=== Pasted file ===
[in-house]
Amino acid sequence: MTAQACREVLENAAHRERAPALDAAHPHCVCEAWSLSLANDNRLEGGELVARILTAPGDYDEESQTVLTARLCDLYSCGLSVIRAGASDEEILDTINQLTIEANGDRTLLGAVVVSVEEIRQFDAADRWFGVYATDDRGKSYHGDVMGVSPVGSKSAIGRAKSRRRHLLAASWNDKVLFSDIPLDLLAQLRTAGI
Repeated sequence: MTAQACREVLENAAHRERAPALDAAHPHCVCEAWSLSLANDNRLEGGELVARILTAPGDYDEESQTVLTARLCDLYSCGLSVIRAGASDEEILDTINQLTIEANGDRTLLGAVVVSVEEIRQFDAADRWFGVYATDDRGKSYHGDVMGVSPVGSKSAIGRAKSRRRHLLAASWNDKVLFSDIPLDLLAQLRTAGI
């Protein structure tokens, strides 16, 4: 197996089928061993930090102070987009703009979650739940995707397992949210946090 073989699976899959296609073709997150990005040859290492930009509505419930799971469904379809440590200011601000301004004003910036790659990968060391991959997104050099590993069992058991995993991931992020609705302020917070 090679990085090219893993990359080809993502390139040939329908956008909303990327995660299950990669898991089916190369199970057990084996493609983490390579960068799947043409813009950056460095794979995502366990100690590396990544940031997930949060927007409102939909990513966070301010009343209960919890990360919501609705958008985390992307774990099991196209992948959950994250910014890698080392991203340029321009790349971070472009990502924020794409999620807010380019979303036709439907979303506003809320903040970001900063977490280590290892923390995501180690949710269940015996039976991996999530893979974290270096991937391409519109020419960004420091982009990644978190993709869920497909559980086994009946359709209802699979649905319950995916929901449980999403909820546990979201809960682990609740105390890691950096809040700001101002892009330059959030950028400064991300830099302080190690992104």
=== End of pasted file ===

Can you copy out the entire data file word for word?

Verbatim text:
[in-house]
Amino acid sequence: MTAQACREVLENAAHRERAPALDAAHPHCVCEAWSLSLANDNRLEGGELVARILTAPGDYDEESQTVLTARLCDLYSCGLSVIRAGASDEEILDTINQLTIEANGDRTLLGAVVVSVEEIRQFDAADRWFGVYATDDRGKSYHGDVMGVSPVGSKSAIGRAKSRRRHLLAASWNDKVLFSDIPLDLLAQLRTAGI
Repeated sequence: MTAQACREVLENAAHRERAPALDAAHPHCVCEAWSLSLANDNRLEGGELVARILTAPGDYDEESQTVLTARLCDLYSCGLSVIRAGASDEEILDTINQLTIEANGDRTLLGAVVVSVEEIRQFDAADRWFGVYATDDRGKSYHGDVMGVSPVGSKSAIGRAKSRRRHLLAASWNDKVLFSDIPLDLLAQLRTAGI
């Protein structure tokens, strides 16, 4: 197996089928061993930090102070987009703009979650739940995707397992949210946090 073989699976899959296609073709997150990005040859290492930009509505419930799971469904379809440590200011601000301004004003910036790659990968060391991959997104050099590993069992058991995993991931992020609705302020917070 090679990085090219893993990359080809993502390139040939329908956008909303990327995660299950990669898991089916190369199970057990084996493609983490390579960068799947043409813009950056460095794979995502366990100690590396990544940031997930949060927007409102939909990513966070301010009343209960919890990360919501609705958008985390992307774990099991196209992948959950994250910014890698080392991203340029321009790349971070472009990502924020794409999620807010380019979303036709439907979303506003809320903040970001900063977490280590290892923390995501180690949710269940015996039976991996999530893979974290270096991937391409519109020419960004420091982009990644978190993709869920497909559980086994009946359709209802699979649905319950995916929901449980999403909820546990979201809960682990609740105390890691950096809040700001101002892009330059959030950028400064991300830099302080190690992104």